Day 9: Magnificent, Monstrous in Size, the Ulm Munster (May 16)

Another day where we had to take the train, the group traversed through early morning rain to the Augsburg train station. As soon as we arrived, we realized that our train had been canceled, meaning we had to wait another half an hour. In the end it was fine because only a few minutes after the group set foot in Ulm, we were able to witness the beauty of the Munster. Just looking at the tallest cathedral in the world on the outside was enough to decide it was the peak of architecture I have seen so far on the trip.

We then started a guided tour of the church and other important aspects of the city. Immediately, the tour guide took us into the ground floor of the cathedral, which matched the gorgeous architecture on the outside. The first thing to stand out was the stain glass lining the walls of the church. Some of the art was created in the 14th and 15th century, when the cathedral production was initiated.

Stained Glass Showing Importance of Science

The most notable stained glass window is the one above, where a link between religion and science is shown clearly. Surprisingly, there is the depiction of the big bang in the center of the window, and there are the names of scientists like Isaac Newton and Albert Einstein, who was actually born in Ulm. Important scientific equations and findings can also be seen along the sides of the glass. Ultimately, the message portrayed is that religion and science can coexist together without conflict.

The next important part of the church I saw was the choir or preaching area. There are these wonderful organs that hang near the roof, and it only adds to the grand, beautiful nature of the cathedral. While we are all intaking the breath-taking sites in front of us, our wonderful tour guide is presenting us with a great amount of information about the history of the Munster and the city’s history as a whole.

Grandiose Organs

We then walked through the rest of the main city, seeing the town hall and other important buildings in the area. Another unique part of Ulm was the fact that there are streams running throughout the city streets, eventually diverting to the Danube River. This is actually similar to Ulm, and both are very cool things to see that one would not expect. Right beside this little river sat a famous hotel. The hotel is actually famous for having the most tilted floor in the world, and the furniture inside has its leg length adjusted so they are leveled.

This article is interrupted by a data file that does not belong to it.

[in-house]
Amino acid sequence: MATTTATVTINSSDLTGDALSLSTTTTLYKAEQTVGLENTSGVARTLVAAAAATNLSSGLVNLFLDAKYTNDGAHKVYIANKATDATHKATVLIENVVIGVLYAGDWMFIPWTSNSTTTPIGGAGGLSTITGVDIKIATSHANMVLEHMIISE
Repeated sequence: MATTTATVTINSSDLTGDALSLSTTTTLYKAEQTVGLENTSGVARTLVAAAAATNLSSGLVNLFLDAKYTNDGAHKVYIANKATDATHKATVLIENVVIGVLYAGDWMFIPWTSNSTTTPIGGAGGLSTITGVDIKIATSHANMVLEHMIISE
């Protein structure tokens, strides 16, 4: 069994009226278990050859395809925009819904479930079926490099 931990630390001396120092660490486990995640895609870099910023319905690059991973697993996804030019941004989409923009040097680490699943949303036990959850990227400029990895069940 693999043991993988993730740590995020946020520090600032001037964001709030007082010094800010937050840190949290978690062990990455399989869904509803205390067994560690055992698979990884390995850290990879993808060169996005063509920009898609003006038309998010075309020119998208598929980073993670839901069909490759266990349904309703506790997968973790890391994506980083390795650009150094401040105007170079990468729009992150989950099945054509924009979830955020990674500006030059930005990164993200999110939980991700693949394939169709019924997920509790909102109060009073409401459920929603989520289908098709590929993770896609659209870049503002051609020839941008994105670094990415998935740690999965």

Stream flowing through the city
Tilted Hotel

We also learned about the town’s obsession with sparrows, with multiple statues placed around the city. There is also one on top of one of the roofs of the Munster, which is the sparrow that started the long lasting affection for the bird. Some of the statues do look a tad questionable because the artist used more human-like eyes for the sparrow.

Sparrow Statue

After seeing the most important parts of Ulm, the group returned to the Munster to ascend part of its 768 steps to the top. We could not go to the very top due to construction, roughly 400 steep steps still made for a decent workout. The view from the upper balconies were absolutely worth it, giving me the opportunity to see a great landscape of the city with the hills in the background.

View from atop the Cathedral

As we made way for the descent, some of the boys sang some tunes to motivate us down the steps. Pitbull and Katy Perry consisted on the artists we made renditions of, and even Korbinian joined in for a few verses. It was definitely a great way to end the tour of the city of Ulm.

We then ate lunch at a nice Italian restaurant with massive sized pizza. It was another excellent meal and served everyone well for the train ride back to Augsburg. Once we did arrive back home, the rest of the day was spent working on the group presentations that are due in two days. Overall, it was an eventful, productive day that I am very lucky to have experienced.

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